Tubi Expands Live News Streams, Adding Nearly 80 Stations To Reach 24 Of Top 25 U.S. Markets

Fox Corp. streaming service Tubi is expanding the live news offering it debuted last fall, adding nearly 80 stations owned by Cox, Hearst, Scripps and Tegna.

The 24-hour live feeds will join those of 17 Fox-owned stations and Altice USA’s News 12 New York in a section of the streaming app called News on Tubi. National streaming outlets run by Fox, NBC, Bloomberg and others are also on the free, ad-supported platform.

Local stations now cover 58 U.S. markets, and 24 of the top 25. Among the new stations coming to Tubi over the next week are Fox affiliates WHBQ in Memphis and KOKI in Tulsa and four ABC affiliates: WEWS in Cleveland; WMUR in Manchester, NH; WTAE in Pittsburgh and WXYZ in Detroit.

Fox bought Tubi for $440 million in 2020. On the company’s quarterly earnings call with Wall Street analysts this week, Fox CEO Lachlan Murdoch spoke at some length about Tubi, which he said would soon be a “billion-dollar business.” In fiscal 2021, Tubi is projected to post $300 million in revenue, about twice its level in 2020. As cord-cutting continues to hit the traditional TV business, streaming platforms are gaining importance for media companies. Nearly half of Tubi’s 33 million monthly active users do not have pay-TV subscriptions, according to Fox.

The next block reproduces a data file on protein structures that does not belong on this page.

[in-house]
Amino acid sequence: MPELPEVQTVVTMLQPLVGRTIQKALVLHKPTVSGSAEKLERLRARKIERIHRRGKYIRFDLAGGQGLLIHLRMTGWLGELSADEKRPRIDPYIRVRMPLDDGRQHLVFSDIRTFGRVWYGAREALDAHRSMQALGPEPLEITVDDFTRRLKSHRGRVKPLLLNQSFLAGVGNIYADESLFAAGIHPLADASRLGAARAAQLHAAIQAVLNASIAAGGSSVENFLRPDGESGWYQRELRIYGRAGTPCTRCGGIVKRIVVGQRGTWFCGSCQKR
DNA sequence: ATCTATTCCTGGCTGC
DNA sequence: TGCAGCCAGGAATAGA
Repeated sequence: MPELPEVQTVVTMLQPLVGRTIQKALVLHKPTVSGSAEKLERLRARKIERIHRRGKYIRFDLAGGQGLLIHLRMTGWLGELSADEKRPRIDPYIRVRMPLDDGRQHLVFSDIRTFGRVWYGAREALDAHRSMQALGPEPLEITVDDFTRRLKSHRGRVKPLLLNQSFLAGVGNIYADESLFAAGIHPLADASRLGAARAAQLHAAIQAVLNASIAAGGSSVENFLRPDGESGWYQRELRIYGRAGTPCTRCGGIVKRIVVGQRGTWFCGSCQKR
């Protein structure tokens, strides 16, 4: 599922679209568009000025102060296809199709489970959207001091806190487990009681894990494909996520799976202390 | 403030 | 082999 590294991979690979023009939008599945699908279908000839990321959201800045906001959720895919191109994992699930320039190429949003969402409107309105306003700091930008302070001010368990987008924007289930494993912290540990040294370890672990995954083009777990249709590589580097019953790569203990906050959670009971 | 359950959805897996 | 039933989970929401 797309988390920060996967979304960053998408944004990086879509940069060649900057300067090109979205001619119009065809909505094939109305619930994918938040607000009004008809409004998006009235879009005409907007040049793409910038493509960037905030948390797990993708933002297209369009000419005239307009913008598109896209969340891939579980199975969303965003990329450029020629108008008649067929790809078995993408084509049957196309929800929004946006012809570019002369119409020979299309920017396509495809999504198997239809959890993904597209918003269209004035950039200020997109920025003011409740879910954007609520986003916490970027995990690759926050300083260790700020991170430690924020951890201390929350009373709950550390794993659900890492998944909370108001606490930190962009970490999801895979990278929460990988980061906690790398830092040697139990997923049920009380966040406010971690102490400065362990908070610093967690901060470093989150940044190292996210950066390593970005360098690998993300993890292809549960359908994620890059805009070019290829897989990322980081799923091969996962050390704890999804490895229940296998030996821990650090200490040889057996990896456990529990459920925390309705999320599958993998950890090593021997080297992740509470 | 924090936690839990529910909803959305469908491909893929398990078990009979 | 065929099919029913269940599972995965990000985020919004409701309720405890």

Murdoch described Tubi as “a key strategic platform for not only our digital expansion, but also our broader reimagining of Fox’s broadcast model for the future. In fact, I believe Tubi is an investment in what we internally call the ‘broadening of broadcast,’ meaning the Fox Network and Tubi combining seamlessly to create a modern, network-inspired business.”

The live news offering represents a shift for Tubi, which has long offered just on-demand film and TV titles, a different viewing experience than the live, linear-style ones of rivals like ViacomCBS-owned Pluto. Other players in ad-supported streaming, like Amazon Fire TV and Roku, have expanded their live, linear programming. NBCUniversal’s Peacock, which launched last year, features dozens of live channels, with a strategic emphasis on advertising revenue and active users, rather than subscribers.

For a host of industry and technical reasons, local TV stations have long struggled to get their signals from linear broadcast to streaming. Start-ups like Haystack News have managed to build businesses on aggregated, algorithmically delivered local programming. Some station owners, notably Sinclair Broadcast Group, are concentrating on building their own streaming ventures rather than licensing their feeds to third parties.

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